Abstract: The grave inadequacy of current international attempts to curtail organ trafficking signals the need for a new approach in the form of a fundamental paradigm shift. Instead of continuing to focus efforts solely on criminalization, countries must devise a broad scheme aimed at decreasing organ shortages. These shortages fuel the illegal organ market, as people desperate for life-saving transplants travel internationally to purchase organs. Until the demand for this underground market subsides, traffickers will continue to exploit inconsistent legal loopholes in different countries by hopping across borders. To effectively address this problem, the international community must craft a new binding instrument that uniformly criminalizes organ trafficking while simultaneously encouraging domestic legislation to address the organ shortage.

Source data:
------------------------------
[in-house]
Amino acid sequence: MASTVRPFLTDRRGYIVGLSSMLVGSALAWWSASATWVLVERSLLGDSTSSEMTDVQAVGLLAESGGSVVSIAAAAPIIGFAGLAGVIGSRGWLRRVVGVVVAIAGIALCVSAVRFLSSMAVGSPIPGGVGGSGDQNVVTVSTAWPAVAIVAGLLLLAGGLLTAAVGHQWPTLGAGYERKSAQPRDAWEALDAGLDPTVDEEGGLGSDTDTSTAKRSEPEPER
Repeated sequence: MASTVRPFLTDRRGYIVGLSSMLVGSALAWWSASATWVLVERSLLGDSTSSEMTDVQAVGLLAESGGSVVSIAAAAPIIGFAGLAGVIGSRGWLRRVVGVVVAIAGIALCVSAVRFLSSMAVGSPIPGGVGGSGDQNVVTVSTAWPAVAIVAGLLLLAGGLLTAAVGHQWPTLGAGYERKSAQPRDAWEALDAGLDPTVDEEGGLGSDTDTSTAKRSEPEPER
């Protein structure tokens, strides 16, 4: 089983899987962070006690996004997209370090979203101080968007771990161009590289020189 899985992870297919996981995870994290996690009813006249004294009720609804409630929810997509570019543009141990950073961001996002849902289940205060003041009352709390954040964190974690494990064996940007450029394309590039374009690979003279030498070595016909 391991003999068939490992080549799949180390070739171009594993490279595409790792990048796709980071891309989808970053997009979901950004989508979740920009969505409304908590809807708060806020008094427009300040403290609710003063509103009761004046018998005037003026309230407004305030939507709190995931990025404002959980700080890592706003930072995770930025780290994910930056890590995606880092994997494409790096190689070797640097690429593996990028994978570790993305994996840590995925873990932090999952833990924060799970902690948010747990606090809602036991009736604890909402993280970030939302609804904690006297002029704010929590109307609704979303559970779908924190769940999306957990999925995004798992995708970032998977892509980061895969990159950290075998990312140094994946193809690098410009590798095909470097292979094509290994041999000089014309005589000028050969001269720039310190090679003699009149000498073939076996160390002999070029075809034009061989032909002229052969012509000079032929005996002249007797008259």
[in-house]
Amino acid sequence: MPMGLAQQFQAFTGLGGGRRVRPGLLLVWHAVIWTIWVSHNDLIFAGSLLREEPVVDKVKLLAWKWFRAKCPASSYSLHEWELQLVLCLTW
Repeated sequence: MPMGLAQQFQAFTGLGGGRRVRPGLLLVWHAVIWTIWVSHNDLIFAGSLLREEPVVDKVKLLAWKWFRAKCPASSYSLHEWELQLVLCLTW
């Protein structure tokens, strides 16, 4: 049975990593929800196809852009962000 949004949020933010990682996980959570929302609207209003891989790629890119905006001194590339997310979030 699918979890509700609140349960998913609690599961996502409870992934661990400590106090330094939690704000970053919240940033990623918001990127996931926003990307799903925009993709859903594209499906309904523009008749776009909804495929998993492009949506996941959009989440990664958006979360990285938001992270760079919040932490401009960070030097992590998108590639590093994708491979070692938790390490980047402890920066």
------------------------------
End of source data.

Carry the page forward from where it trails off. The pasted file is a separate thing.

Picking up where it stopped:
BCLR Releases Vol. LIV No. 2
Boston College Law Review is pleased to announce the publication of our March 2013 issue. • Jeremy Waldron, Separation of […]
BCLR Elects New Board of Editors
On March 22, 2013, the membership of the Boston College Law Review elected a new Board of Editors for the […]
BCLR Editors Win Student Writing Competitions
Two members of the Boston College Law Review‘s Executive Board, Laura Kaplan and Michael Palmisciano, recently won national writing competitions […]